Iranian Modernity-Part 1

IRANIAN Modernity (?)

Canaan Ramezan Nia

 General overview

Unlike European countries where the terminologies like modernity, modernism and modernisation have been canonical for centuries, Iranian modernity is a rather ambiguous concept since, as discussed earlier in this chapter, Iranian modernity underwent some drastic changes during Iranian history. In this chapter, we tried to put into consideration those scholars and social critics like Daryoush Ashouri, Ramin Jahanbegloo, Mehrzad Boroujerdi, and Abbas Milani as the major voices of cultural and social transformations in contemporary Iran. For example, what matters for Ashouri is the Iranian earliest confrontation with the West. In his view, there are conceptual differences, ontological versus cosmological, between the East and the West. In other words, in western societies the old concept of human as a creature who should be guided by the supreme power of God declined and human as a self-sufficient being whose will is beyond anything became the dominant concept. Later on, such conceptual differences set the scene for the emergence of anti-Modernism as manifested in Ali Shariati's and Jalal Alahmad's works. Ashouri himself, on the one hand, seems optimistic towards such conceptual poverty like when he speaks about Asian Renaissance[1] and, on the other hand, when it comes to crisis of identity and language he feels rather pessimistic. In other words, on some occasions he argues in favour of Iranian modernity, and in other occasions he speaks against Iranian quasi-modernity (shebhe modernite) or semi-modernity (nime modernite).

     For Jahanbegloo, who has written many books on modernity and all of them are included in this part, Iranian society cannot escape modernity for it is a universal movement and all countries, in one way or another, are influenced or are going to be influenced by it. However, the unsuccessful socio-political transformations in Iranian history and hasty modernisation since Qajar's time were among the reasons why Iranian modernity faced with huge problems. Jahanbegloo is obviously optimistic that a new generation of Iranian intellectuals, whom he calls the generation of dialogue (nasle gofteman), are trying to understand the meaning and nature of the Western modernity based on the critical reason which is a cornerstone of modernity. In the same way, but from a different perspective, Boroujerdi concentrates on the process of modernisation during Reza Shah's reign and believes that the foundations of modernity established during the era because of the increasing number of modern organisations like schools, colleges, and so on and the growth of literacy and high oil price which led to a welfare state that enhanced the emergence of a middle class who sought political freedom. Such quest for political freedom is manifested in Constitutional Revolution. Then he concludes that such conflicting discourse is a step forward for secular re-configuration of Iran which has been postponed for some centuries, that is, since the Constitutional Revolution.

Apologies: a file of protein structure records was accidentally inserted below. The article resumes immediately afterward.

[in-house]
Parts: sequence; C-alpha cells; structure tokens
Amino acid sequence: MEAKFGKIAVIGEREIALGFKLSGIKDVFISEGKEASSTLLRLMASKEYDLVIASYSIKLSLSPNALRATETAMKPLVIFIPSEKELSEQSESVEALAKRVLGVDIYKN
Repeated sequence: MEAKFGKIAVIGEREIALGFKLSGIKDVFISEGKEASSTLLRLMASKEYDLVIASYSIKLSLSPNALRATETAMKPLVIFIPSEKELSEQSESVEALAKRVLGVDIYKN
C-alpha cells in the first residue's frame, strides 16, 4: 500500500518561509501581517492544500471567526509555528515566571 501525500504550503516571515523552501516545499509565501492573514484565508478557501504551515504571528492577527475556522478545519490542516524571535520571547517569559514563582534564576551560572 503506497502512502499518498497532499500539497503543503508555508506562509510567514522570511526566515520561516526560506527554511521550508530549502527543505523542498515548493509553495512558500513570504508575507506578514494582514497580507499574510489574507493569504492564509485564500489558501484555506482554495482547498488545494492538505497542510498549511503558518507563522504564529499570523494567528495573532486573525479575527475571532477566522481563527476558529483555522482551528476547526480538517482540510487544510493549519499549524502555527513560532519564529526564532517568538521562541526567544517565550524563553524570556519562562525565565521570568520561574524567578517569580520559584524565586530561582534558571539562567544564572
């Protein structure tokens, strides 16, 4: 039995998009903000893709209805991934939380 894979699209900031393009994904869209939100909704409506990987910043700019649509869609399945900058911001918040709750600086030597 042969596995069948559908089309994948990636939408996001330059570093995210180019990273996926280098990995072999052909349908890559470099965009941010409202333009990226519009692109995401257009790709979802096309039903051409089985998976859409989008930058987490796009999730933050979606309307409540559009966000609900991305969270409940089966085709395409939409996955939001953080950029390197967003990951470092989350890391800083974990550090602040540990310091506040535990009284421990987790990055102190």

As one of the new methods of reading history and literature, Milani attempts to unveil those narratives which have been ignored for a long time because of some socio-political factors. In so doing, he reads a wide range of Persian historical and literary works in order to decode the early roots of modernity and Iranian paradoxical response to it.

     Undoubtedly, in any research like this, there are some limitations like time and space which do not allow the researcher to cover all aspects fully as they deserve it, but in any case, this attempt may pave the way for those who want to do further research in future. As a result, we tried to outline some key figures and ideas about Iranian modernity

[1]All the emphases are original unless otherwise are mentioned.

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